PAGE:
It’s no secret I love throw pillows. I think most interior enthusiasts do! They can be the pièce de résistance that makes a room feel finished, as well as easily switched out to change the whole feeling of the space.
As a former interior designer + several years experience running an industry fabric showroom under my belt I’m quite familiar with pillow talk. If you’re thinking about purchasing or DIY-ing pillows for the change of seasons, you may want to check out the guidelines below to make sure they look their best!
Types of Inserts:
Feather & Down – Down fills are typically best as they’re all around loftier, and can be fluffed overtime to maintain their shape and volume. Tip: The more down content there is in the feather/down ratio, the better!
Synthetic Spun Polyester – Think craft store inserts. Synthetic fiberfill is generally a lesser quality insert as they flatten, lose their shape, and become lumpy overtime. I almost never use them, except for in these tufted pillows! In this case, the synthetic insert stayed in place and proportional in the pillow better than down would have.
Down Alternative – Though down alternative is technically still polyester fill, its composition is such that it mimics down’s lofty clusters, making it a great down stand-in for anyone with down allergies. Crate & Barrel has a good down alternative pillow option.
Outdoor – Usually filled with water & mildew resistant acrylic or polyester fibers to hold up to the elements.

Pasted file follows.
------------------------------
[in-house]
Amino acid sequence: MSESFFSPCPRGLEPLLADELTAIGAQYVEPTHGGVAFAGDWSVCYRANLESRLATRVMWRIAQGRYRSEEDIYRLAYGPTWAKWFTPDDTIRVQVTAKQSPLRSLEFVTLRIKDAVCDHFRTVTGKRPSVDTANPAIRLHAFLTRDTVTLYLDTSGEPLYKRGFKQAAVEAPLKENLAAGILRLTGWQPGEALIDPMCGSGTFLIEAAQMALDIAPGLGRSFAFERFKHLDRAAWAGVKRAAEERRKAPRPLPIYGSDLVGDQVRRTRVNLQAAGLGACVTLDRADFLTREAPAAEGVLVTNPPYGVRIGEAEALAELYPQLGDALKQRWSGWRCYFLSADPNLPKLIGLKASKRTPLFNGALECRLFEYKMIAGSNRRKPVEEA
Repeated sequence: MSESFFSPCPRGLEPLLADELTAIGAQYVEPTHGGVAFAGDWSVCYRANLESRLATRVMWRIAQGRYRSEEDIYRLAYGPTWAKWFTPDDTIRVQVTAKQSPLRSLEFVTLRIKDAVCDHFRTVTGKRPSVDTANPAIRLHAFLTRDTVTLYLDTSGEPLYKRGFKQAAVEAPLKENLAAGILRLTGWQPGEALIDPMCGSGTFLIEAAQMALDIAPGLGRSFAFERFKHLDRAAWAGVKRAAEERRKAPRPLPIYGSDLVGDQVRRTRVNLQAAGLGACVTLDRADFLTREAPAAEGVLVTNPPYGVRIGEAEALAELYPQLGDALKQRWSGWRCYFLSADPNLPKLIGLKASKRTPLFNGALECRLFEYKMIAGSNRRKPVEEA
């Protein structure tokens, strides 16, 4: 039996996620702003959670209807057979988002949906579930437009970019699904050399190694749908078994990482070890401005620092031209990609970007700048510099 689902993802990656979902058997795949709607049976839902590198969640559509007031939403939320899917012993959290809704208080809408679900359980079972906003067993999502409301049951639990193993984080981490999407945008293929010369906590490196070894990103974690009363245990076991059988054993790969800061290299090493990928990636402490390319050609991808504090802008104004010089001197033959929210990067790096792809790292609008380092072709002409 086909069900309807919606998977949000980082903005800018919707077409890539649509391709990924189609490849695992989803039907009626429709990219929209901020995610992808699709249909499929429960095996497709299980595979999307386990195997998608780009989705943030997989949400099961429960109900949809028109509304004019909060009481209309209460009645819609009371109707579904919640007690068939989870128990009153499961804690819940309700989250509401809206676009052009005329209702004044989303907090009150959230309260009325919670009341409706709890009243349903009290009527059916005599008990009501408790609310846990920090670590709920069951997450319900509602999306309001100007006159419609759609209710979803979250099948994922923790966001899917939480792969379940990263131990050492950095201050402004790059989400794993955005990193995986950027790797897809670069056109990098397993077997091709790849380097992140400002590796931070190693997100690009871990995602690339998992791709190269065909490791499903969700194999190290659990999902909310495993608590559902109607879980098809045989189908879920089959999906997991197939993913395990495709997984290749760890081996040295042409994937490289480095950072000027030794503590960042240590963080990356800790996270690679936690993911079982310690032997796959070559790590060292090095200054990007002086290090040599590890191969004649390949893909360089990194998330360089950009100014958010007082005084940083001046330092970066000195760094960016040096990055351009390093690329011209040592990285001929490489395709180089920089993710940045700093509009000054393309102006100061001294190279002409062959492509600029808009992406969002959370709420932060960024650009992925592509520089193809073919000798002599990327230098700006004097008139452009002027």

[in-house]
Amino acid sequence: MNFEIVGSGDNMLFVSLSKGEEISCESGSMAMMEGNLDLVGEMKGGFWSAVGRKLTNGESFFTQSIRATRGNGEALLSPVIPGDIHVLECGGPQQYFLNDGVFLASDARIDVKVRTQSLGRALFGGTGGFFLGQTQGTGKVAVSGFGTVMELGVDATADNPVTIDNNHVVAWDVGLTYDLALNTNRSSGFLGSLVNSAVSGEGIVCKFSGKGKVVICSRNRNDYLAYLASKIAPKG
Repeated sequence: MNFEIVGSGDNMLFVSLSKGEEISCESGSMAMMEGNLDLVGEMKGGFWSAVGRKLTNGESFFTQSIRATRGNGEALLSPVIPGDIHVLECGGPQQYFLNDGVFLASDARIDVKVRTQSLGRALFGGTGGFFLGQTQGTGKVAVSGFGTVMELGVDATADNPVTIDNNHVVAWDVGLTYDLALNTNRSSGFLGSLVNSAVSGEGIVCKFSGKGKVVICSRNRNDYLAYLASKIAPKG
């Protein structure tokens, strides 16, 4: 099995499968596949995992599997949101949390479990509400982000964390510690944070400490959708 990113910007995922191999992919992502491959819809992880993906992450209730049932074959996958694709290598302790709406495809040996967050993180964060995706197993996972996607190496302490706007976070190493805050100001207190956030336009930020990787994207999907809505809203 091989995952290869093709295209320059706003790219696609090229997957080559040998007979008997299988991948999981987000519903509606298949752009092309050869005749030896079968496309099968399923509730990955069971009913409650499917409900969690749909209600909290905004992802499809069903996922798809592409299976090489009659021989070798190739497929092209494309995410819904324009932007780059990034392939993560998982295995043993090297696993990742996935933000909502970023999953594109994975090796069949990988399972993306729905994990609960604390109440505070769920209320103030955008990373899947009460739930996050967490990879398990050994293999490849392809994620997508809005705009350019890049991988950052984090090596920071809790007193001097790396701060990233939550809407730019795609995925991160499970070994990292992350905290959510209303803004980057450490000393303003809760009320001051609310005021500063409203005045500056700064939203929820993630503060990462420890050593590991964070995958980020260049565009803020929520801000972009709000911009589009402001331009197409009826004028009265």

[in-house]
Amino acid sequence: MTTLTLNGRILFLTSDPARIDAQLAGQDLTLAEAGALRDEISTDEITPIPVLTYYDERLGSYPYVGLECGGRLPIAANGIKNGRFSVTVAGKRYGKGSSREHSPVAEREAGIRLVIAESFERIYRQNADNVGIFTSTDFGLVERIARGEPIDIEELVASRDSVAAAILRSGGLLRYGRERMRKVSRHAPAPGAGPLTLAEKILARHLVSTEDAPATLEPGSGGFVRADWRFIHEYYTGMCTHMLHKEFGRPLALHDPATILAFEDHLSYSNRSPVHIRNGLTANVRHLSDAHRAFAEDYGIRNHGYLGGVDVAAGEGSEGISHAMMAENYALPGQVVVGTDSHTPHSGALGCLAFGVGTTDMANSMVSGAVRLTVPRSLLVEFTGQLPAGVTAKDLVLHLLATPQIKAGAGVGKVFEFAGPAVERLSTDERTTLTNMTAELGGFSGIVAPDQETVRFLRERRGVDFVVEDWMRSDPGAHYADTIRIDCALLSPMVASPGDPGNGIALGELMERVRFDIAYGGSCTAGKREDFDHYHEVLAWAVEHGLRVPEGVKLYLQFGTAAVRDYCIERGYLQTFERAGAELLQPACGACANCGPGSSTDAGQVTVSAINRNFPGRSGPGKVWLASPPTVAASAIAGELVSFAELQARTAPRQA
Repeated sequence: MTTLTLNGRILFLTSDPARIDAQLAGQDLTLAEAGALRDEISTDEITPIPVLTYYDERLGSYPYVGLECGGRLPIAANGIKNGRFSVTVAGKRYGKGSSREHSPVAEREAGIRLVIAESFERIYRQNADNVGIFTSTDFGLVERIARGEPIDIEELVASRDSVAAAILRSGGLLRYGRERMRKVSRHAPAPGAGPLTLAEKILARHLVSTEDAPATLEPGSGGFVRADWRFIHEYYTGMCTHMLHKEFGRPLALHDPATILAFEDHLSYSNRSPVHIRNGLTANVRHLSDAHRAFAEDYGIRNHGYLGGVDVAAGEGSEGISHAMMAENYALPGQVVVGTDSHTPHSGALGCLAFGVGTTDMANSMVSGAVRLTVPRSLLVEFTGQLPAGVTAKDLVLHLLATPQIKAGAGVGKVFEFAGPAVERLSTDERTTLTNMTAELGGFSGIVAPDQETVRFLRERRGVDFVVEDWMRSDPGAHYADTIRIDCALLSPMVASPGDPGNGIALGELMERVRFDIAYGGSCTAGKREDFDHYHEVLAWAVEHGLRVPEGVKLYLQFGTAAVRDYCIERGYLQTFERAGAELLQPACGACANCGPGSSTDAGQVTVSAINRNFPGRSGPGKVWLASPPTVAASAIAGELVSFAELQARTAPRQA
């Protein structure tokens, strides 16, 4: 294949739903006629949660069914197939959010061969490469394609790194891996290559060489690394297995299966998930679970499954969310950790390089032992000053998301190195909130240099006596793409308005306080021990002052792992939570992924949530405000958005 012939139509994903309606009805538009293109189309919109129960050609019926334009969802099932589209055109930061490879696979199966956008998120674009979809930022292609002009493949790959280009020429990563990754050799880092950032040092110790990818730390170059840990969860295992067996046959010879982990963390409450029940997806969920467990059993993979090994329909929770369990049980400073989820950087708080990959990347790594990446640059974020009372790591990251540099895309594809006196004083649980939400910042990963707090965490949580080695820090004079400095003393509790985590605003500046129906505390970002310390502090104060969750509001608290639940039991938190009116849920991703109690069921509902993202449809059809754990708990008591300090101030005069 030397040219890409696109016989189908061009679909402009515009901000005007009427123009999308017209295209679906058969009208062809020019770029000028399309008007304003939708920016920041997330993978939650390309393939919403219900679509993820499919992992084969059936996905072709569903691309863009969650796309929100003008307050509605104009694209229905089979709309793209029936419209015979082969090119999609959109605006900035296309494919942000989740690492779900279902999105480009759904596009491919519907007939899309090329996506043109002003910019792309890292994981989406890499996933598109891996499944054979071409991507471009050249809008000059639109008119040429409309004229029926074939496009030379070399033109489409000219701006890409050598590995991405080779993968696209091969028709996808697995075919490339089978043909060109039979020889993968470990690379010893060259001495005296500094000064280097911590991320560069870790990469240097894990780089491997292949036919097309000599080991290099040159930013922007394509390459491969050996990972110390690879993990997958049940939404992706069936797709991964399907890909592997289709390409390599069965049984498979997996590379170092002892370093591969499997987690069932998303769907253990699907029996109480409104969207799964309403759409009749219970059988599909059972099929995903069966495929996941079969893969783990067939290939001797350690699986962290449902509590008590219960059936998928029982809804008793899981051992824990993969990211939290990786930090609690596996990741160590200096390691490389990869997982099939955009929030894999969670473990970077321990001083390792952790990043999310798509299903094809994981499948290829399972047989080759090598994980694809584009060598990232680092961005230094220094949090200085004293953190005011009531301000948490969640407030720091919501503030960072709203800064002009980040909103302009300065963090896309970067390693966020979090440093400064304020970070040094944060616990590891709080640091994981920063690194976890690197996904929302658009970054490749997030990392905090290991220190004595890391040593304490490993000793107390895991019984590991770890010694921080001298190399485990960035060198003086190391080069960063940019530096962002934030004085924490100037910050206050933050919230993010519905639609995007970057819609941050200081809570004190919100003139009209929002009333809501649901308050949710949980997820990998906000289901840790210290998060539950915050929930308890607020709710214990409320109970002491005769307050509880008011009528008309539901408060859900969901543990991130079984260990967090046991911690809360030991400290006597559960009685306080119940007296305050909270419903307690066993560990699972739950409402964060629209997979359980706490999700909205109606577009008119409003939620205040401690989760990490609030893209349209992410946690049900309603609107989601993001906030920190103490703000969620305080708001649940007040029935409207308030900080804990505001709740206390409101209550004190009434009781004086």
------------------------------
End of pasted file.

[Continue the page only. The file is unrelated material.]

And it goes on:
Throw Pillow Sizing:
Typically we see ready-made pillows in stores at 18″ squares, but it’s no secret designers hate wimpy pillows which is why they often have them made custom. If you’re up to the task of sewing your own pillows, you might want to consider opting for 20″-22″ size, as it’s a bit more of a luxe designer look. My personal size preference is 22″ square. Some designers even go up to 24″ squares depending on the size of the sofa or chair.
Square pillows are probably the most common shape, but there are tons of other shapes out there too: lumbar, circle, bolster, etc. Don’t be afraid to mix and match sizes and shapes like Amber Lewis of Amber Interiors has done in the space above.
In terms of pillow insert sizing, the general rule of thumb is to use inserts that are 1″-2″ larger than your pillow cover. (I usually go 2″ larger.) So for example, with a 22″ square cover, use a 24″ square insert. Going a step larger with the insert makes for a more voluminous, high end look.
Things to Consider When Choosing Throw Pillows